Kant: A Biography (Chapter: “Problems with Religion and Politics”):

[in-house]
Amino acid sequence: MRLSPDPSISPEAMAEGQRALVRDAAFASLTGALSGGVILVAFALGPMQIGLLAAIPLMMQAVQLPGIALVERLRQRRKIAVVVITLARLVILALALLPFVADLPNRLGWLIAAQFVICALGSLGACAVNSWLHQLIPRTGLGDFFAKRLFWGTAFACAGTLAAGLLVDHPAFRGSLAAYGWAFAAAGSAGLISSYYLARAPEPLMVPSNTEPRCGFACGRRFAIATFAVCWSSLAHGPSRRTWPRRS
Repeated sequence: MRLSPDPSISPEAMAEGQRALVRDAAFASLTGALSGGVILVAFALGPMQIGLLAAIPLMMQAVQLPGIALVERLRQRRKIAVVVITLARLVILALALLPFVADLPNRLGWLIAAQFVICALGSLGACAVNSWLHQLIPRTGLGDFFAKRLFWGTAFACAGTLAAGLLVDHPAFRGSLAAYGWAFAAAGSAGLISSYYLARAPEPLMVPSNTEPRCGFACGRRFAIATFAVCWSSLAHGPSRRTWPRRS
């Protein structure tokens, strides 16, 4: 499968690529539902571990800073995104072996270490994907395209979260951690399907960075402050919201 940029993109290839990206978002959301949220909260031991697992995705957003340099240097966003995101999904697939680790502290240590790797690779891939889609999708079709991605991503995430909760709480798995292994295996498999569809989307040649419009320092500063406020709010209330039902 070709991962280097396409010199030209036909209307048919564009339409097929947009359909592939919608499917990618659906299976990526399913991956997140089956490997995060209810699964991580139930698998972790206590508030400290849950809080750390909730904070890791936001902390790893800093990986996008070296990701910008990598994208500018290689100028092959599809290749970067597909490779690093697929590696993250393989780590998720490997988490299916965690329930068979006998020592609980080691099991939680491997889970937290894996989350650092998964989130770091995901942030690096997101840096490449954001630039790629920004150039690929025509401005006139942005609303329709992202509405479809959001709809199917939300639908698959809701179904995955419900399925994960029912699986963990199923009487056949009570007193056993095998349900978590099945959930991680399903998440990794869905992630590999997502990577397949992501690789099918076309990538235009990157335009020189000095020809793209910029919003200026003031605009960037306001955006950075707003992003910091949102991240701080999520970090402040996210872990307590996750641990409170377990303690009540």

Some major intellectual figures in Germany, such as Goethe and Moser, were opposed to the Revolution from the beginning. Still, most — at least at the beginning — supported it enthusiastically. Older writers such as Klopstock and Wieland endorsed its goals. Younger authors — such as Herder, Schiller, and Fichte (all three of whom were influenced by Kant) wrote enthusiastically for the cause of the Revolution. Kant himself was just as inspired by it as were his students. As one of his acquaintances said, trying to correct Fichte's mistaken view that Kant took no notice of the French Revolution, “He lived and moved in it; and, in spite of all the terror, he held on to his hopes so much that when he heard of the declaration of the republic he called out with excitement: ‘Now let your servant go in peace to his grave, for I have seen the glory of the world.’”The politics of the French Revolution was a favorite topic of conversation for Kant. He showed great interest for news on how the Revolution was progressing. In his political writings, Kant has asserted that there is no right to rebellion. But he saw no contradiction between his enthusiasm for the French Revolution and his rejection of the right to rebellion, because he believed that Louis XVI had in effect abdicated when he called the Estates-General (a general assembly representing the French estates of the realm) in 1789. So, legally speaking, the French Revolution was not rebellion.